In the age of YouTube and the like, we are all running around with an easy-to-access sentimental bag of memories that do not belong to us but our god-like, all-reaching smartphones, I have often felt that for as hard as I tried, that sense of freedom and abandon I can see in those over-celebrated 1960s, 1970s and whatever decade you might be into, will never be paralleled in my own experience. But there is one simple retort, in the form of a double question: ‘Really? So what?’ 

Things have changed. We are all expecting success and fun, because social media and its echo chambers make it seem more available. In those glorified days, the stars interviewed by Dick Cavett or David Letterman worked in a world that run on a completely different perception of exposure. There were very clear pyramidal structures to go through to achieve success. Those are the very same collapsing structures we are mourning now, for they do not serve us any more, even if we wish they did.

Yet, back then, those who could live off their art were very few. Quality came from scarcity. And today? I contend that to the extent of creation, nothing has changed. Scarcity, when handled properly, can deliver freedom.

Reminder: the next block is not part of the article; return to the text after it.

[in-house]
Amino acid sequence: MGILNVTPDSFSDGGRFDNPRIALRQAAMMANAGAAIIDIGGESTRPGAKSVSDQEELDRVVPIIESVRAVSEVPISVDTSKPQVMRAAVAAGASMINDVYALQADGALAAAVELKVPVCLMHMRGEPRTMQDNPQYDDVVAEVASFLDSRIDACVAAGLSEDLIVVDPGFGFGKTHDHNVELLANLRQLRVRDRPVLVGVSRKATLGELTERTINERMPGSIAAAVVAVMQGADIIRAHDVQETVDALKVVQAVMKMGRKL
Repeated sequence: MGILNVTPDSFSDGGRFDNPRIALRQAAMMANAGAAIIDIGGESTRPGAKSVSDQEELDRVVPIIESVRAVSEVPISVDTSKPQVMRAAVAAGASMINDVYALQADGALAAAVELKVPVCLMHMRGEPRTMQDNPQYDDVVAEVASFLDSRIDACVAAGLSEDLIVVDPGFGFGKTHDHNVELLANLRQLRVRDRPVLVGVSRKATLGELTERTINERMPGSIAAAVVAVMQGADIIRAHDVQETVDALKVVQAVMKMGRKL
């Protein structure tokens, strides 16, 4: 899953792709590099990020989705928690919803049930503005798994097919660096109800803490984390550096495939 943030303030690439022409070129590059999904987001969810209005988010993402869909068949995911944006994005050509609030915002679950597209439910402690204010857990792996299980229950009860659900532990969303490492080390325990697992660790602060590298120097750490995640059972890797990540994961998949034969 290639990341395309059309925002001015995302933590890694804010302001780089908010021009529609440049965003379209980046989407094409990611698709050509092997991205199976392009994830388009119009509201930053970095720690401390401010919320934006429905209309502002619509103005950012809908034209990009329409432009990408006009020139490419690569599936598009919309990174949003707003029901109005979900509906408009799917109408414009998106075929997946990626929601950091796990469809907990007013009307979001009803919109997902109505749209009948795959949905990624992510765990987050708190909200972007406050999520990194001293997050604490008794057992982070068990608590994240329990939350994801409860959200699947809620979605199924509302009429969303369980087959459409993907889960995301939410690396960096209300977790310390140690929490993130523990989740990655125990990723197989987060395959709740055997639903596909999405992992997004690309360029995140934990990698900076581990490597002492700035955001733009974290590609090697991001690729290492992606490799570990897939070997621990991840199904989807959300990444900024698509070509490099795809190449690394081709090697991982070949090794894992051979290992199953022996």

I have been doing stand-up for a few years, and my main base is what we could call a periphery of comedy: Berlin.

Yes, you can raise your eyebrows and think "what has Germany got to do with comedy?" And boy, you are right. Yet the anarchism that comes from transplanting a non-native art form into a new soil is reinvigorating, for the rules are not written and everybody operates through the logic of scarcity and cooperation. 

Yes, at times one has to convince the audience that it is OK to laugh in public. Also, Germans tend not to laugh because they ‘might interrupt you’ as a comedian. Yet, in no other scene I have witnessed such diversity and diverse perspectives, and even interpretations of doing stand-up.